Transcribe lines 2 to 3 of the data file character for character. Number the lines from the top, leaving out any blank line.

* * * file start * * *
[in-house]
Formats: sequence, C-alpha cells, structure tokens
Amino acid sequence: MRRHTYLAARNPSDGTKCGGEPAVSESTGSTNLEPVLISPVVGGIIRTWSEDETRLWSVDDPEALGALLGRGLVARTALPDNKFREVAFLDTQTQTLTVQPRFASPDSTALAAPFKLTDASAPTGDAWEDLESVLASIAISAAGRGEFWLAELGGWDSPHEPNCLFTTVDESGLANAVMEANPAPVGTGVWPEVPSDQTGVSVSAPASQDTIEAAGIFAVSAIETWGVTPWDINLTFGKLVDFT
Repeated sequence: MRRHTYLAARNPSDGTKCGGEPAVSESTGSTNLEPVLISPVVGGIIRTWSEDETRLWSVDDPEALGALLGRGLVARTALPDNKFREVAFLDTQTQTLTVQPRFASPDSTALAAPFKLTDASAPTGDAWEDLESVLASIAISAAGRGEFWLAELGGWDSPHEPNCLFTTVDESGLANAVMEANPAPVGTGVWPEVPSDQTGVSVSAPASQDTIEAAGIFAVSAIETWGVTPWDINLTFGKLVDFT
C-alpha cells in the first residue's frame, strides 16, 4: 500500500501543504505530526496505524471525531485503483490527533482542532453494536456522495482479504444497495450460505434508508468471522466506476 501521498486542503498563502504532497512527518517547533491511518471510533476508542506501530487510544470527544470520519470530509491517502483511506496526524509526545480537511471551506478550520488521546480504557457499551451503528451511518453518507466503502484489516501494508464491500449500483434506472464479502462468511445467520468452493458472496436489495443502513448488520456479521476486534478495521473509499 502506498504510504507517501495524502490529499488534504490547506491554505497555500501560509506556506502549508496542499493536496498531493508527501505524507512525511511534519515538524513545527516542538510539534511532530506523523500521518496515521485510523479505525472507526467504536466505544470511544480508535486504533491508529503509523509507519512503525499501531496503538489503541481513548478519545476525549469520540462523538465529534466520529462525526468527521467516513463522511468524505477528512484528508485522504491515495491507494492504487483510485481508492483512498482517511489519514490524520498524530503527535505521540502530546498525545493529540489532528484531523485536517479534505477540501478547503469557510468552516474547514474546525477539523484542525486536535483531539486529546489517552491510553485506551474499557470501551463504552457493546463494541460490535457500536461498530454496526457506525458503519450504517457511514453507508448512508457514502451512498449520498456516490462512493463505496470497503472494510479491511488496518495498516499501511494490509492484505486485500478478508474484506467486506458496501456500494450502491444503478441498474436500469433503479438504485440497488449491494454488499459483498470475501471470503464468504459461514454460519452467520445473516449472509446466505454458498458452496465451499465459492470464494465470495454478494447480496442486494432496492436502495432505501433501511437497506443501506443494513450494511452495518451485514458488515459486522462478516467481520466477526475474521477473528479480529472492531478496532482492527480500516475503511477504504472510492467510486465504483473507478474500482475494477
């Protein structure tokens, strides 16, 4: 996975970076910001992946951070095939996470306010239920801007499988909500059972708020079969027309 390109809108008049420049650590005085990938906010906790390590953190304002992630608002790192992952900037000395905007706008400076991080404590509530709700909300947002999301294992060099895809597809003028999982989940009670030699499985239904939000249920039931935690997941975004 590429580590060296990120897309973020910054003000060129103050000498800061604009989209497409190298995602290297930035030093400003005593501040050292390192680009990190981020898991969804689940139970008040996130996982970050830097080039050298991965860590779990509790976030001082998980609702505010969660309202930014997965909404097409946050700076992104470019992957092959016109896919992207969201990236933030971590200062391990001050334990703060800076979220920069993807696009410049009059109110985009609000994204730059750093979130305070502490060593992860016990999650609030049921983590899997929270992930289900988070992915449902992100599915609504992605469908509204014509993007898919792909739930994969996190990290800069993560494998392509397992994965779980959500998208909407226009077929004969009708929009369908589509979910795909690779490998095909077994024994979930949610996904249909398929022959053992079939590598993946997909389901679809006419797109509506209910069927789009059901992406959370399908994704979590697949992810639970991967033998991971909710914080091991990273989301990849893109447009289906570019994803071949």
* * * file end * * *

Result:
Formats: sequence, C-alpha cells, structure tokens
Amino acid sequence: MRRHTYLAARNPSDGTKCGGEPAVSESTGSTNLEPVLISPVVGGIIRTWSEDETRLWSVDDPEALGALLGRGLVARTALPDNKFREVAFLDTQTQTLTVQPRFASPDSTALAAPFKLTDASAPTGDAWEDLESVLASIAISAAGRGEFWLAELGGWDSPHEPNCLFTTVDESGLANAVMEANPAPVGTGVWPEVPSDQTGVSVSAPASQDTIEAAGIFAVSAIETWGVTPWDINLTFGKLVDFT